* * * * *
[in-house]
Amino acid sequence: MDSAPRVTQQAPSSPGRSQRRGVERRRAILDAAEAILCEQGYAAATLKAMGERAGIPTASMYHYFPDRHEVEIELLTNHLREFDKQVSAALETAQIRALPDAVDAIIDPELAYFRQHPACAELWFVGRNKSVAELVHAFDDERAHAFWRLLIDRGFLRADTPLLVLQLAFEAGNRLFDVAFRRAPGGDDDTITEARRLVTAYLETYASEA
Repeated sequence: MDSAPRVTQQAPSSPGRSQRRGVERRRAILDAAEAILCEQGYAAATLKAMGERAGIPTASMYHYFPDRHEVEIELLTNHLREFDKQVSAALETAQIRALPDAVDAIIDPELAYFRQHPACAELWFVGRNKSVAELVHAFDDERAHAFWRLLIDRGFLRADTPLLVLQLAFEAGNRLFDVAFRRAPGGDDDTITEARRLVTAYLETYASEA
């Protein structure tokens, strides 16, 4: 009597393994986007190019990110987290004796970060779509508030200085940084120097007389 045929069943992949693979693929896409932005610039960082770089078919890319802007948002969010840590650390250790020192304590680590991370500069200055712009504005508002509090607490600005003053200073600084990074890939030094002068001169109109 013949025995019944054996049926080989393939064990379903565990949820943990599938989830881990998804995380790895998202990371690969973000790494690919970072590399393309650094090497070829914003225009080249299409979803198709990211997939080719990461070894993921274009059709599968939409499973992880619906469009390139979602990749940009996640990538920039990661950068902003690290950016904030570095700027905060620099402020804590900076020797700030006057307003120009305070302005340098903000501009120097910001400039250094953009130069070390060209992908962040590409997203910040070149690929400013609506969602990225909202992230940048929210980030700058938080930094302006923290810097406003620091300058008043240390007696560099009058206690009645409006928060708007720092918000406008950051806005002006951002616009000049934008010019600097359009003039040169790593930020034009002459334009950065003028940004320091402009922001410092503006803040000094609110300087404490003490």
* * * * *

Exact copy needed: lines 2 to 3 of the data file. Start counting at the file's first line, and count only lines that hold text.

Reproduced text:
Amino acid sequence: MDSAPRVTQQAPSSPGRSQRRGVERRRAILDAAEAILCEQGYAAATLKAMGERAGIPTASMYHYFPDRHEVEIELLTNHLREFDKQVSAALETAQIRALPDAVDAIIDPELAYFRQHPACAELWFVGRNKSVAELVHAFDDERAHAFWRLLIDRGFLRADTPLLVLQLAFEAGNRLFDVAFRRAPGGDDDTITEARRLVTAYLETYASEA
Repeated sequence: MDSAPRVTQQAPSSPGRSQRRGVERRRAILDAAEAILCEQGYAAATLKAMGERAGIPTASMYHYFPDRHEVEIELLTNHLREFDKQVSAALETAQIRALPDAVDAIIDPELAYFRQHPACAELWFVGRNKSVAELVHAFDDERAHAFWRLLIDRGFLRADTPLLVLQLAFEAGNRLFDVAFRRAPGGDDDTITEARRLVTAYLETYASEA